View of the new facility from the 5 furlong pole.

View of the new facility from the 5 furlong pole.

John C. Engelhardt

Pinnacle Unveils Plans for 'Belterra Park'

It's the new name for River Downs, which is being rebuilt to accommodate VLT gaming.

River Downs has a new name, and its parent company indicated Oct. 23 it won't be one that people forget.

"Part of my goal is to make this the premier racetrack in Ohio and the surrounding area," said Kevin Kaufman general manager of what now is called Belterra Park Gaming & Entertainment Center. "I do like to throw down a challenge."

Pinnacle Entertainment, which is redeveloping the property located along the Ohio River just north of Kentucky into a racetrack gaming facility, also owns Belterra Casino Resort in neighboring Indiana. Company officials said the River Downs name was changed to link the two Belterra properties and what they have to offer.

"Belterra means 'beautiful land,' and this is a beautiful piece of land on the river," Pinnacle chief executive officer Anthony Sanfilippo said during a media event in the current River Downs clubhouse, which serves as a simulcast center for now but will be demolished. "We believe Belterra Park will be the start of what will be a terrific complex."

Pinnacle purchased River Downs for $45 million in late 2010 and operated race meets there in 2011-12. This year's meet was moved to Beulah Park near Columbus because of casino construction and the fact the dirt and turf surfaces were dug up and moved toward the barn area.

The base for the one-mile dirt track is in place, as are rails and furlong poles. The seven-furlong turf course has not yet been planted and probably won't be used until 2015, officials said.

Kaufman, who took over as manager of River Downs when Pinnacle closed on its purchase, worked at Belterra Casino Resort. His father owned racehorses, and Kaufman owns two retired Thoroughbreds.

Kaufman said the plan for 2014, if approved by the Ohio State Racing Commission, is to begin live racing May 8 and conclude the meet Oct. 19. There would be racing four days a week on a Thursday-through-Sunday schedule.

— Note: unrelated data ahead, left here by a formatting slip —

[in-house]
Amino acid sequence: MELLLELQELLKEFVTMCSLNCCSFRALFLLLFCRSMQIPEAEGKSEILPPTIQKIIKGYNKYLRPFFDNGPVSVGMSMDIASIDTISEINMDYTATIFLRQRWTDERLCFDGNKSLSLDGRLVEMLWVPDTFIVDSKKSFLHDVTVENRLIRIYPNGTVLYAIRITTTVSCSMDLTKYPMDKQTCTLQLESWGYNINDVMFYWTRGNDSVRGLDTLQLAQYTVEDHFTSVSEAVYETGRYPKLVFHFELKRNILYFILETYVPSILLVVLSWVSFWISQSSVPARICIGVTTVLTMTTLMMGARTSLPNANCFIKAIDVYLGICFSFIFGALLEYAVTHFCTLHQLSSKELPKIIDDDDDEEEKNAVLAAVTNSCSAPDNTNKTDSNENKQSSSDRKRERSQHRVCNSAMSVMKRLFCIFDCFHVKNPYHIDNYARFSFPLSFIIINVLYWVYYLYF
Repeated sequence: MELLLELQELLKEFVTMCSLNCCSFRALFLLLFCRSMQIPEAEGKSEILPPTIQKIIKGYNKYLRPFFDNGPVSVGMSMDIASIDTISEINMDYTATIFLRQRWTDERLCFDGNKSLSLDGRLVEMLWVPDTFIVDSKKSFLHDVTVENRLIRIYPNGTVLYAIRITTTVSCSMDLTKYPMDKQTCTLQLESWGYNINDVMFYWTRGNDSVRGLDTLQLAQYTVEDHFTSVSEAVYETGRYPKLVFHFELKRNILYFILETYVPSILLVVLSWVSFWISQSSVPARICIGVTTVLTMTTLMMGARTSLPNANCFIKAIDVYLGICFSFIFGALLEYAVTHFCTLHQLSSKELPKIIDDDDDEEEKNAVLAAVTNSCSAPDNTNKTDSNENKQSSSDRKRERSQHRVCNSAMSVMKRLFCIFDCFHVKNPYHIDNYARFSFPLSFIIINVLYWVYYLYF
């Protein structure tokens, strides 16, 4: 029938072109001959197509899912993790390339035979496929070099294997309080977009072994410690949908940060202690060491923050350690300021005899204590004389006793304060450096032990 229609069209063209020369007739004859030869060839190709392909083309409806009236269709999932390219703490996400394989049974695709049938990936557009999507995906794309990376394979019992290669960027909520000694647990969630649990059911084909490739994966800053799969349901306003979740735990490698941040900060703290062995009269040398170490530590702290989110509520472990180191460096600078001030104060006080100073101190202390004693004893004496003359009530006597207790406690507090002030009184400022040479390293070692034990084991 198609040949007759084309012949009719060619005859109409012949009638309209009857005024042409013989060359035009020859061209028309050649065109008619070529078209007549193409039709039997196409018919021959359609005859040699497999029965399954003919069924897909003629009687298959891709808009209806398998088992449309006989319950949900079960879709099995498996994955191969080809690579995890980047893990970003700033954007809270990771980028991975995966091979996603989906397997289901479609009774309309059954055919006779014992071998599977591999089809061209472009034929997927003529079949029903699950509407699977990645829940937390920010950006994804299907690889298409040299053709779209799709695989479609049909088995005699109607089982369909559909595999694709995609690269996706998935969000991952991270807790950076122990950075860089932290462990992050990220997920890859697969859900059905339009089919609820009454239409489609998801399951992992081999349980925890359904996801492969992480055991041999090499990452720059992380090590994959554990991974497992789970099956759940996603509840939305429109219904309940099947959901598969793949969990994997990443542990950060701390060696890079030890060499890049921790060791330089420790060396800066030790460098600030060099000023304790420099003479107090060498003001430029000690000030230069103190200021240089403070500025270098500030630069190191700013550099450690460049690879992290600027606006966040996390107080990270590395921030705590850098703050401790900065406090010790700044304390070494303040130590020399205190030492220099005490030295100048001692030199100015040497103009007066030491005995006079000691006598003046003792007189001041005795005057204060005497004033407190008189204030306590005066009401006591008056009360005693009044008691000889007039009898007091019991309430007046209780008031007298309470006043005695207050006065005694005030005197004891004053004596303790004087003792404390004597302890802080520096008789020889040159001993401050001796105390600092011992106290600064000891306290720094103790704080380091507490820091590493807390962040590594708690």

River Downs used to close Labor Day, but with the Kentucky Horse Racing Commission having reassigned neighboring Turfway Park's September dates to Churchill Downs, an opportunity opened up in the Cincinnati metropolitan area. River Downs also held short fall meets that began in mid-October through the late 1990s.

Kaufman said it's too soon to discuss what the racing product at Belterra Park will look like, but purses and breed development will get 9% to 11% of the revenue from the 1,600 video lottery terminals expected to go online May 1, 2014.

Unofficial estimates from horsemen indicate average daily purses could eventually reach $200,000 at Belterra Park.

Kaufman said he has spoken to horsemen about having a "special weekend" of open stakes sometime next year. The general manager said Belterra Park could come up with a new signature stakes, return the Cradle Stakes for 2-year-olds to the schedule, or do both depending on revenue.

"I also want to get the Best of Ohio (state-bred championship series) here next fall," Kaufman said. "I think it should rotate (among tracks in the state), but I asked (OSRC executive director) Bill Crawford about it and (I) said, 'I'll hold it every year here if you want me too.' "

Belterra Park will have 1,020 stalls, half of them new, and a 40-stall receiving barn. When turf racing begins, the course will have a Mawsafe Rail, which is developed in Australia and also is being installed at Del Mar, Kaufman said.

When asked about amenities for racing patrons, Sanfilippo said there will be an indoor grandstand area called the "River Downs Club," which will have about 8,000 square feet for year-round simulcast wagering and will double as special-event space. There will be an outdoor pavilion near the paddock, covered stadium seating, and multiple terraces that will overlook the racetrack the entire length of the building.

"A lot of casinos don't take advantage of the views of the racetrack," Sanfilippo said. "Belterra Park will have lots of glass and outdoor terraces where people can look out over the racetrack. There will be plenty of places where people can watch the races. We tried to be very thoughtful (in construction) about where racing fans can enjoy the facility."

Roughly $300 million will be spent on Belterra Park. Pinnacle estimates the facility, which will have six restaurants, could generate about $300 million in economic impact each year.